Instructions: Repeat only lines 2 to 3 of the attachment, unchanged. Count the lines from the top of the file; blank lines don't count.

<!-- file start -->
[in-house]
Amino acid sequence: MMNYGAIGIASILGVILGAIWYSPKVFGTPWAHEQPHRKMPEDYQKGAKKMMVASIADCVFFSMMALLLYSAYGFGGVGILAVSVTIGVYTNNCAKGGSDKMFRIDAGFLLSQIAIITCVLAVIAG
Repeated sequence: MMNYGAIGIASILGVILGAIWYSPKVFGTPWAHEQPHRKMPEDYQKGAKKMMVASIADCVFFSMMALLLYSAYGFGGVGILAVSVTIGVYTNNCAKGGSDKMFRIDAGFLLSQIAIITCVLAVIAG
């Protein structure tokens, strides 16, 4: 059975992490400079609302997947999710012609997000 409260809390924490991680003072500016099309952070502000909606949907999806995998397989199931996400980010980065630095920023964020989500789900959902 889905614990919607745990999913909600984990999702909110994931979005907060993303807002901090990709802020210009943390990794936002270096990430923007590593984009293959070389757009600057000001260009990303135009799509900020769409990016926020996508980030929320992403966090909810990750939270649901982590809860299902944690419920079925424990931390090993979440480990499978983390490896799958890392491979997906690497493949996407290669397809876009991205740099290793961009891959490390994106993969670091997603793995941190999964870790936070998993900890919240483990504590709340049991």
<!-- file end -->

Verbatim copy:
Amino acid sequence: MMNYGAIGIASILGVILGAIWYSPKVFGTPWAHEQPHRKMPEDYQKGAKKMMVASIADCVFFSMMALLLYSAYGFGGVGILAVSVTIGVYTNNCAKGGSDKMFRIDAGFLLSQIAIITCVLAVIAG
Repeated sequence: MMNYGAIGIASILGVILGAIWYSPKVFGTPWAHEQPHRKMPEDYQKGAKKMMVASIADCVFFSMMALLLYSAYGFGGVGILAVSVTIGVYTNNCAKGGSDKMFRIDAGFLLSQIAIITCVLAVIAG